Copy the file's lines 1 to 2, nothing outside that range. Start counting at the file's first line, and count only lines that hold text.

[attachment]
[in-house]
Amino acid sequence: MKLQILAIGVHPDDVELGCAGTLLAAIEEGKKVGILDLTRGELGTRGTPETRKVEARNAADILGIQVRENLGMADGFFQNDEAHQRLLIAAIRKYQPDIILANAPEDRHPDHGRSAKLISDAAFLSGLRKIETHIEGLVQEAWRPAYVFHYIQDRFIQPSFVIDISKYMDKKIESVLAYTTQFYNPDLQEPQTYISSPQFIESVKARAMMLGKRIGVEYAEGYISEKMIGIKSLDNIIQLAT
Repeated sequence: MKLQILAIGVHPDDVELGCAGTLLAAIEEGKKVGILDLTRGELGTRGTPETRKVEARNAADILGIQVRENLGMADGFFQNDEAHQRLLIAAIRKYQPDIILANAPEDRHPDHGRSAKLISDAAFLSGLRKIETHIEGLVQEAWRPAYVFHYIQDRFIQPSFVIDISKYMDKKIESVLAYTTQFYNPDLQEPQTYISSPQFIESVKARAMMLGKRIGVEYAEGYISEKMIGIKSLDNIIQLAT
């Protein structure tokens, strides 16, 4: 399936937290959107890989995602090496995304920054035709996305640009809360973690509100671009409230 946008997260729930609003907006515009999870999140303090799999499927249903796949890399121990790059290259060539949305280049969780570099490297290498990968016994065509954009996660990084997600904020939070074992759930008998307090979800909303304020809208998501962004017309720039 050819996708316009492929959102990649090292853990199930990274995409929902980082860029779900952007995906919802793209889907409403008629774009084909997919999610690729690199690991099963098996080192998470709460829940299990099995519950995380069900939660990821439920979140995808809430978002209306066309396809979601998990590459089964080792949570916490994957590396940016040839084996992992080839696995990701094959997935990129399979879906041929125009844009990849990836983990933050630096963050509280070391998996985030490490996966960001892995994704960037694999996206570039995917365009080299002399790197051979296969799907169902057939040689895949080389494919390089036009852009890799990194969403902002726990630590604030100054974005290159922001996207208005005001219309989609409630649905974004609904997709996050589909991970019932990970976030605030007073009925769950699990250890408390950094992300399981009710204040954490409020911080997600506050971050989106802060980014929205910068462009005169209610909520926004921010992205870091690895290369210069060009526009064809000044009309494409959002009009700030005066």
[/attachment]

[in-house]
Amino acid sequence: MKLQILAIGVHPDDVELGCAGTLLAAIEEGKKVGILDLTRGELGTRGTPETRKVEARNAADILGIQVRENLGMADGFFQNDEAHQRLLIAAIRKYQPDIILANAPEDRHPDHGRSAKLISDAAFLSGLRKIETHIEGLVQEAWRPAYVFHYIQDRFIQPSFVIDISKYMDKKIESVLAYTTQFYNPDLQEPQTYISSPQFIESVKARAMMLGKRIGVEYAEGYISEKMIGIKSLDNIIQLAT